Just be aware that there are certain rules that must be followed for a salary sacrifice agreement to be effective. No doubt this will be an area that the Australian Taxation Office (ATO) will be looking at very closely in future years.
Talk to us today about the tax planning opportunities available to you.
What will change from 1 July 2014?
• Temporary Budget Repair Levy. Adds 2% to the tax rate for every dollar of a taxpayer’s annual taxable income over $180,000
• Increase in the Medicare Levy from 1.5% to 2%
• Superannuation Guarantee charge increases from 9.25% to 9.5%.
• Aged care reforms introduce new assets tests for resident’s accommodation and care fees
• R&D incentive reduced. In the 2014/2015 Federal Budget, the Government announced that the Research & Development Tax Incentive will be reduced by 1.5% from 1 July 2014. This means the refundable offset will be reduced to 43.5% while the non-refundable offset will be reduced to 38.5%. While it is uncertain whether the legislation enacting this change will pass the current Parliament, businesses undertaking R&D activities this year may want to consider bringing forward expenditure to maximise their claim
• Living away from home allowance (LAFHA) transitional period ends on 30 June 2014. Now, the main condition to be satisfied is that the employee must have a normal place of residence in Australia that is maintained for their “personal use and enjoyment” while they are living and working in another location. This means that the employee cannot rent out their usual residence while they are away. In most cases, LAFHAs will also be time limited to 12 months. For employees who have been receiving LAFHAs under the transitional rules, the 12 month period is deemed to have started on 1 October 2012.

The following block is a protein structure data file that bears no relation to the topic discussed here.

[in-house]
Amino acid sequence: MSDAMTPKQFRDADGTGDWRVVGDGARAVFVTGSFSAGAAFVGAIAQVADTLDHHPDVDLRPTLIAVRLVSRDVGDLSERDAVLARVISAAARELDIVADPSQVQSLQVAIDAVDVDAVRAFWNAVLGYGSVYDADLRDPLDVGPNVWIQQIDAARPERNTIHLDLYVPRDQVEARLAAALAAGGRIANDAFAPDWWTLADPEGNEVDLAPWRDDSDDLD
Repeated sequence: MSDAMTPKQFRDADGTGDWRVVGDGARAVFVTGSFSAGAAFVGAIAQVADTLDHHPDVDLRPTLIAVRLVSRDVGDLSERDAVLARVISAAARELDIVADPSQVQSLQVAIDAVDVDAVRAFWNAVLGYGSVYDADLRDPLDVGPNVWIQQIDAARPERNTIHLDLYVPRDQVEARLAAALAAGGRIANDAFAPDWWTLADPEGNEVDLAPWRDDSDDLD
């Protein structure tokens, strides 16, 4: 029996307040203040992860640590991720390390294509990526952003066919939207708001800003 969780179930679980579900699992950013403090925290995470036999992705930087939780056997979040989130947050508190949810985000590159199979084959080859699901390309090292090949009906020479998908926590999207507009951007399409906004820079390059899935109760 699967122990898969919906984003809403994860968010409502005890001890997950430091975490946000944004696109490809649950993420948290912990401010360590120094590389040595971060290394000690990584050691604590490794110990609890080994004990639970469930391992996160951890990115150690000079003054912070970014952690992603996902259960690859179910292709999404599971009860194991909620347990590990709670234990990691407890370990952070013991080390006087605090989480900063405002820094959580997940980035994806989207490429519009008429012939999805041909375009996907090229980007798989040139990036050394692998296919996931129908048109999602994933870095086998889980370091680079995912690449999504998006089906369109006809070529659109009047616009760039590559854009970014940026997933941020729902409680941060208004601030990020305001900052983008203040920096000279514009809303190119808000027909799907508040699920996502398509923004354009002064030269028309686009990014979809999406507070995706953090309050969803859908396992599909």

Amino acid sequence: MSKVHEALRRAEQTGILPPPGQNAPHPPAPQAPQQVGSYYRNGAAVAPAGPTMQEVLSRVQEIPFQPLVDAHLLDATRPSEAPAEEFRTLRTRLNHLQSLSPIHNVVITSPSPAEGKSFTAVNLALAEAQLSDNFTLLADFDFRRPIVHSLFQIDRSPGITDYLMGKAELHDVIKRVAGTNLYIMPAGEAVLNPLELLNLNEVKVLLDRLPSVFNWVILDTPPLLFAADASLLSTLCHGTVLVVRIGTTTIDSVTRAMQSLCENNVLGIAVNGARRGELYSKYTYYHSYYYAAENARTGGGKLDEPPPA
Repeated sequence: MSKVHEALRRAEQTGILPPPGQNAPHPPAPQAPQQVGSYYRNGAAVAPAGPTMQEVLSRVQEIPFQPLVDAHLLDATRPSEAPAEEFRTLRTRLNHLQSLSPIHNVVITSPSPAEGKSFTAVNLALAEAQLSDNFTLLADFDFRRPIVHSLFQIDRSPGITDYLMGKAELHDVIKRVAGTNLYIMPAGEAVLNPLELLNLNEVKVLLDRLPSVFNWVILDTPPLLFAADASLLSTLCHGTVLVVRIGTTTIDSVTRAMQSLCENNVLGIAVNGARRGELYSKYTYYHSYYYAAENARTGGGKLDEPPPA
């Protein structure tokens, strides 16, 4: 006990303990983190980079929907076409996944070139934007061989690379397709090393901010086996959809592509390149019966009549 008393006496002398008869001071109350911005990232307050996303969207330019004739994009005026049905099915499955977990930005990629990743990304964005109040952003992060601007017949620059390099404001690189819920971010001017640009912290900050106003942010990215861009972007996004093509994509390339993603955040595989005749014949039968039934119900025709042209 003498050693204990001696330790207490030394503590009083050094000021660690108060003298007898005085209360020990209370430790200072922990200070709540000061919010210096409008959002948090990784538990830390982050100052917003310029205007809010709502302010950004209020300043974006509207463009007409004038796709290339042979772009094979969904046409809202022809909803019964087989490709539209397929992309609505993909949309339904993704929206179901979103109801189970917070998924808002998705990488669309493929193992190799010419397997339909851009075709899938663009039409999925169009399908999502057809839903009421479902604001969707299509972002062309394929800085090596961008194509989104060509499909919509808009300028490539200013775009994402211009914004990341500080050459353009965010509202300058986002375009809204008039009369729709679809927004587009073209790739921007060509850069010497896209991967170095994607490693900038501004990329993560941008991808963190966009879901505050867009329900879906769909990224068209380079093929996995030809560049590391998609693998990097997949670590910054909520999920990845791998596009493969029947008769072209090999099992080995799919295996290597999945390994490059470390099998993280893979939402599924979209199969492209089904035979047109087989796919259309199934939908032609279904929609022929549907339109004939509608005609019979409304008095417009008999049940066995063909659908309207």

If the employee is working on a fly-in- fly-out or drive-in drive-out basis the LAFHA is not subject to the 12 month limit.
• New SMSF trustee penalties. From 1 July 2014 the ATO has greater powers to enforce the superannuation rules by levying financial penalties directly on trustees.
• Concessional contribution cap changes. From 1 July 2014, the concessional contribution cap for taxpayers up to the age of 50 is $30,000. And for those 50 and above, the cap is $35,000.
• Non-concessional cap changes. The non-concessional contributions cap from 1 July 2014 is $180,000 (up from $150,000) or $540,000 over 3 years.
• Insurance inside an SMSF. From 1 July 2014, new insurance policies within a SMSF must be consistent with the death, terminal illness, and permanent and temporary incapacity conditions of release in the Superannuation Industry (Supervision) Act.
Quote of the month
“Great leaders are almost always great simplifiers, who can cut through argument, debate and doubt, to offer a solution everybody can understand.”